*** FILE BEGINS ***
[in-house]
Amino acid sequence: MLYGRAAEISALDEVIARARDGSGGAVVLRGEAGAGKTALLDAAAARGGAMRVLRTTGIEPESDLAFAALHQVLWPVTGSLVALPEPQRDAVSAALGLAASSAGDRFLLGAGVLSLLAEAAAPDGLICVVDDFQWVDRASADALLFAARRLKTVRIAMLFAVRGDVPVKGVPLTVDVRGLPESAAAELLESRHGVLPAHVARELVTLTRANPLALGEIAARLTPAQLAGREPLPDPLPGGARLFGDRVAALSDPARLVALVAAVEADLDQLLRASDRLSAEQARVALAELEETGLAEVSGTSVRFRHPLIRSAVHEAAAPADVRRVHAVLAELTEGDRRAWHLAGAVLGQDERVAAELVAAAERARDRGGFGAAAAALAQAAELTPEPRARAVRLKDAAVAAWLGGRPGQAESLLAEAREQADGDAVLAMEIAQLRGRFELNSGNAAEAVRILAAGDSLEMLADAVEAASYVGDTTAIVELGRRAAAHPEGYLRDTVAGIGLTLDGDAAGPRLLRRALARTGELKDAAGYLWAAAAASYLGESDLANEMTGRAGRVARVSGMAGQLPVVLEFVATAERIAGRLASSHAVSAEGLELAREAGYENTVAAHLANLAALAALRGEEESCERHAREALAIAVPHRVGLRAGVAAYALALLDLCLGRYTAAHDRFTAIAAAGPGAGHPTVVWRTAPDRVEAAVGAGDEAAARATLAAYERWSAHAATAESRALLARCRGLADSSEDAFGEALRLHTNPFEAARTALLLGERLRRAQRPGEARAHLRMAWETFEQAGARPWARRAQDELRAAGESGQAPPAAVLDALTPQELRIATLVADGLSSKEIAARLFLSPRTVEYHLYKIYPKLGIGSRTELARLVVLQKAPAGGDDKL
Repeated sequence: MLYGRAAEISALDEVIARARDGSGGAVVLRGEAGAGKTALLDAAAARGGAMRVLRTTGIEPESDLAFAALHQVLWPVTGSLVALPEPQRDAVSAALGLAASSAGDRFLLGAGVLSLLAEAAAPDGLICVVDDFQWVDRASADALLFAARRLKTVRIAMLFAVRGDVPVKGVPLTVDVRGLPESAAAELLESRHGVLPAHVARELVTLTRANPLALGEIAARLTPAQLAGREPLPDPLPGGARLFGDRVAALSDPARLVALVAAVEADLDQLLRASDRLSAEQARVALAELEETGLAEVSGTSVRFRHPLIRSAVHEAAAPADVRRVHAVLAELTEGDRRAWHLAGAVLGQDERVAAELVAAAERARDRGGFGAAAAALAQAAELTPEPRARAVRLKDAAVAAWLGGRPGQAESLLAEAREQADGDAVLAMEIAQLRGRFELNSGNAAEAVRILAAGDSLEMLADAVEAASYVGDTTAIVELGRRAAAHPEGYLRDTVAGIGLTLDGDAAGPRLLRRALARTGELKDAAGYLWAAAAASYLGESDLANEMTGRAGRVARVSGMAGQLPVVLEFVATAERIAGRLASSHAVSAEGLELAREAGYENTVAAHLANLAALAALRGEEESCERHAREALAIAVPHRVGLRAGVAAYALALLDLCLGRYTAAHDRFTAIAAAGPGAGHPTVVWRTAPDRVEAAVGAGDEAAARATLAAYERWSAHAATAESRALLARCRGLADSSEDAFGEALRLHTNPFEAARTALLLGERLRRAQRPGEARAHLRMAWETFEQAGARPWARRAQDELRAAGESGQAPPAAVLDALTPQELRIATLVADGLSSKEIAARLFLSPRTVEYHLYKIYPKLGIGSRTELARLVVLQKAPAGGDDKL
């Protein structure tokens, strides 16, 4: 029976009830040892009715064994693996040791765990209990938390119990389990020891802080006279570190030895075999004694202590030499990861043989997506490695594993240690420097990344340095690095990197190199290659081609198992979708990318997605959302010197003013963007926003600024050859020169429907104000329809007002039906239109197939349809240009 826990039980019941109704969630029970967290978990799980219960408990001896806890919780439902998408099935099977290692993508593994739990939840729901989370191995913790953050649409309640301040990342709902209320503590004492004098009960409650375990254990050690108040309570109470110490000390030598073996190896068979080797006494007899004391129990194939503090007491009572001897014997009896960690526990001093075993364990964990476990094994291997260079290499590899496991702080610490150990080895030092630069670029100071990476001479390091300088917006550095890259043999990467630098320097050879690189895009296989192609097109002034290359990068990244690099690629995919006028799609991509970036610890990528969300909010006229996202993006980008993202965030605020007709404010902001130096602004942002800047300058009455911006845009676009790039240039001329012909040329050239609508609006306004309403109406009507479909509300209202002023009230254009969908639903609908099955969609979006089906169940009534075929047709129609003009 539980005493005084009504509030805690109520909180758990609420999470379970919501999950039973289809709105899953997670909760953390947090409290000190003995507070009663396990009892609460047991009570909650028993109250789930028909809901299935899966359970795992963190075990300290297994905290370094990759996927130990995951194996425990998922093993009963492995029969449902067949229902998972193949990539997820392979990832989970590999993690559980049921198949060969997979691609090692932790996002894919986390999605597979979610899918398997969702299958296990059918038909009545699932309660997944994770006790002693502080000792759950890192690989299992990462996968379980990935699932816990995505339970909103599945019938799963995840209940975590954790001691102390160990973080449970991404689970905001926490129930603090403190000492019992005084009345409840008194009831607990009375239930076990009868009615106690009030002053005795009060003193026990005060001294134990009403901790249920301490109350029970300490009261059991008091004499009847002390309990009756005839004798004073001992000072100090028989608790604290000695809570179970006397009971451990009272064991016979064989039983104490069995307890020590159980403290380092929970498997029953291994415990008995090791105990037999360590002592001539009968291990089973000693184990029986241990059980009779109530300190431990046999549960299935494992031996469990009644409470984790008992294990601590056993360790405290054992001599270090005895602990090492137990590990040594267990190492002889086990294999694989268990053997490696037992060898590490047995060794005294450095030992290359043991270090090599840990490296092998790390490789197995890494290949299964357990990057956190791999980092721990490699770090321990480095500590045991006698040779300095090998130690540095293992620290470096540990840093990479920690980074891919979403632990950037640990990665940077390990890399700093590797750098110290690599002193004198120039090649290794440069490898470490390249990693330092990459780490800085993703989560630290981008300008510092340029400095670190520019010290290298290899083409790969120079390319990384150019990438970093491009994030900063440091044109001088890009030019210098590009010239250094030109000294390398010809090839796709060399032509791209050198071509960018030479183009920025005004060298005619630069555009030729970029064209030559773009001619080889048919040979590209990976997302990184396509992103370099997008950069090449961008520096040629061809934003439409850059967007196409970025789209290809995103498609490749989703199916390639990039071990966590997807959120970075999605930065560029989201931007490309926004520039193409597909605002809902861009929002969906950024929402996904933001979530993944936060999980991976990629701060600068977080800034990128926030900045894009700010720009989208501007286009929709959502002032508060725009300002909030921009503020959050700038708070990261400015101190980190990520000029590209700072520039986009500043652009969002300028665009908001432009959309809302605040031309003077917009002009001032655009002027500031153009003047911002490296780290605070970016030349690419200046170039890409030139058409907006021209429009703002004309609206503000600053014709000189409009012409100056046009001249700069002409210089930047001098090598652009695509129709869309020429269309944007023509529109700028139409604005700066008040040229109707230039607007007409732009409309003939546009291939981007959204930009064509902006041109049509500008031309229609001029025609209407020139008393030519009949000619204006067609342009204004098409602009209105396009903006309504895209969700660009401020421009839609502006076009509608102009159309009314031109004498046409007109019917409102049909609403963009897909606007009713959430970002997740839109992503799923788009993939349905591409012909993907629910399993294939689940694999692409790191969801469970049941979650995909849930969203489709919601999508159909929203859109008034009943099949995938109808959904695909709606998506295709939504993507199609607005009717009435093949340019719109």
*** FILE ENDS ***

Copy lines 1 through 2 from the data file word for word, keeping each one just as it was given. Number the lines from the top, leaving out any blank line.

[in-house]
Amino acid sequence: MLYGRAAEISALDEVIARARDGSGGAVVLRGEAGAGKTALLDAAAARGGAMRVLRTTGIEPESDLAFAALHQVLWPVTGSLVALPEPQRDAVSAALGLAASSAGDRFLLGAGVLSLLAEAAAPDGLICVVDDFQWVDRASADALLFAARRLKTVRIAMLFAVRGDVPVKGVPLTVDVRGLPESAAAELLESRHGVLPAHVARELVTLTRANPLALGEIAARLTPAQLAGREPLPDPLPGGARLFGDRVAALSDPARLVALVAAVEADLDQLLRASDRLSAEQARVALAELEETGLAEVSGTSVRFRHPLIRSAVHEAAAPADVRRVHAVLAELTEGDRRAWHLAGAVLGQDERVAAELVAAAERARDRGGFGAAAAALAQAAELTPEPRARAVRLKDAAVAAWLGGRPGQAESLLAEAREQADGDAVLAMEIAQLRGRFELNSGNAAEAVRILAAGDSLEMLADAVEAASYVGDTTAIVELGRRAAAHPEGYLRDTVAGIGLTLDGDAAGPRLLRRALARTGELKDAAGYLWAAAAASYLGESDLANEMTGRAGRVARVSGMAGQLPVVLEFVATAERIAGRLASSHAVSAEGLELAREAGYENTVAAHLANLAALAALRGEEESCERHAREALAIAVPHRVGLRAGVAAYALALLDLCLGRYTAAHDRFTAIAAAGPGAGHPTVVWRTAPDRVEAAVGAGDEAAARATLAAYERWSAHAATAESRALLARCRGLADSSEDAFGEALRLHTNPFEAARTALLLGERLRRAQRPGEARAHLRMAWETFEQAGARPWARRAQDELRAAGESGQAPPAAVLDALTPQELRIATLVADGLSSKEIAARLFLSPRTVEYHLYKIYPKLGIGSRTELARLVVLQKAPAGGDDKL